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South Korean leader visits disputed island

President Lee Myung Bak has tried to bolster his image by demonstrating resolve to defend disputed territories.

DONG A ILBO/AFP/Getty Images

President Lee Myung Bak has tried to bolster his image by demonstrating resolve to defend disputed territories.

SEOUL— President Lee Myung Bak made a surprise visit on Thursday to a South Korean border island that was attacked by North Korean artillery in 2010, and he vowed to defend his country’s disputed western sea border against the North.

Lee is the first South Korean president to visit the island of Yeonpyeong, which lies just south of the so-called Northern Limit Line, the disputed Yellow Sea border between the two Koreas. In November 2010, a North Korean coastal artillery unit just miles to the north shelled the island, killing two civilians and two marines. South Korean marines based on Yeonpyeong launched a counterattack on the North’s gun positions.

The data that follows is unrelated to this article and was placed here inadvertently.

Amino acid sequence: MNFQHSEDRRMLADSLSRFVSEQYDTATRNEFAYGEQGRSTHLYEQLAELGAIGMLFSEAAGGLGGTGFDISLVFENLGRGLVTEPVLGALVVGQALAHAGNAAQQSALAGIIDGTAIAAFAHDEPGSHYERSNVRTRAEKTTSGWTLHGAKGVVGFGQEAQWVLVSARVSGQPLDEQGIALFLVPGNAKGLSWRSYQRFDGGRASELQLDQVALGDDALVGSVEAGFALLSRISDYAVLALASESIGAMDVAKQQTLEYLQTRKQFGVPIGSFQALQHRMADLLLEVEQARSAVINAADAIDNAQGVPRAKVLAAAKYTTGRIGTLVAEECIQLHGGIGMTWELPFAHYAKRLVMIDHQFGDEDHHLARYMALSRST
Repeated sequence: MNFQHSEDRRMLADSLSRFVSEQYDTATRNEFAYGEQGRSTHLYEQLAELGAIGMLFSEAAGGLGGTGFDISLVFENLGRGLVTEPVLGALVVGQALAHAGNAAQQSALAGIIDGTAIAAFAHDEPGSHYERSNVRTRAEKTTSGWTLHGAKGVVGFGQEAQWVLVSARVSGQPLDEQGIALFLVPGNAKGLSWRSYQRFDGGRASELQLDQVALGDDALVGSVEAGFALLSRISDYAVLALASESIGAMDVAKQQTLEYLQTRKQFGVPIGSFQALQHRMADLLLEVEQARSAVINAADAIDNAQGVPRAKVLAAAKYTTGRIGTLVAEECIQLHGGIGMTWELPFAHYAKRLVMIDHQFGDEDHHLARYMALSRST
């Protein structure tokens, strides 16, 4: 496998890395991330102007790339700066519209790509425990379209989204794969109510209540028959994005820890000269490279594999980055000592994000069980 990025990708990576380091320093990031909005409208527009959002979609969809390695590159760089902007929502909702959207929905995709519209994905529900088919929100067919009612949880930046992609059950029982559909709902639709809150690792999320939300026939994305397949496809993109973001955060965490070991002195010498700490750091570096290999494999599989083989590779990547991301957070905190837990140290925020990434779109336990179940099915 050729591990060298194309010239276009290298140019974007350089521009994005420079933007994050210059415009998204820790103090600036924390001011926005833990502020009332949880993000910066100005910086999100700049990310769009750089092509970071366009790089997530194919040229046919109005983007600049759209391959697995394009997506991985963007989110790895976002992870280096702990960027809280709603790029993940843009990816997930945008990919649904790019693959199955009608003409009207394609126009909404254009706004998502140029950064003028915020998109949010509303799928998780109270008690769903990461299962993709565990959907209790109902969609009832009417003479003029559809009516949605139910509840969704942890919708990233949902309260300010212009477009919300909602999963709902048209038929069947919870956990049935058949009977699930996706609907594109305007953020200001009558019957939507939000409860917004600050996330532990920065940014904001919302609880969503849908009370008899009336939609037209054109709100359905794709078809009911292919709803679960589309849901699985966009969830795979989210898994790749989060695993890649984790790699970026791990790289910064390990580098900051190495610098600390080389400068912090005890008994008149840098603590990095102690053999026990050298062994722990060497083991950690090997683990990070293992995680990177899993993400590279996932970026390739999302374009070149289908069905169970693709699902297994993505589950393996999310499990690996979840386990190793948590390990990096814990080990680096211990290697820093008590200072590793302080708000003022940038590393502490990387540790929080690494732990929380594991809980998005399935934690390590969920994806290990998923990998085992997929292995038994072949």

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Lee, whose five-year term ends in February and whose popularity has plummeted amid scandals implicating some of his relatives and former aides, has tried to bolster his image in recent months by demonstrating resolve to defend disputed territories.

Lee’s visit to Yeonpyeong comes amid concern in South Korea about lapses in the military’s vigilance on the border.

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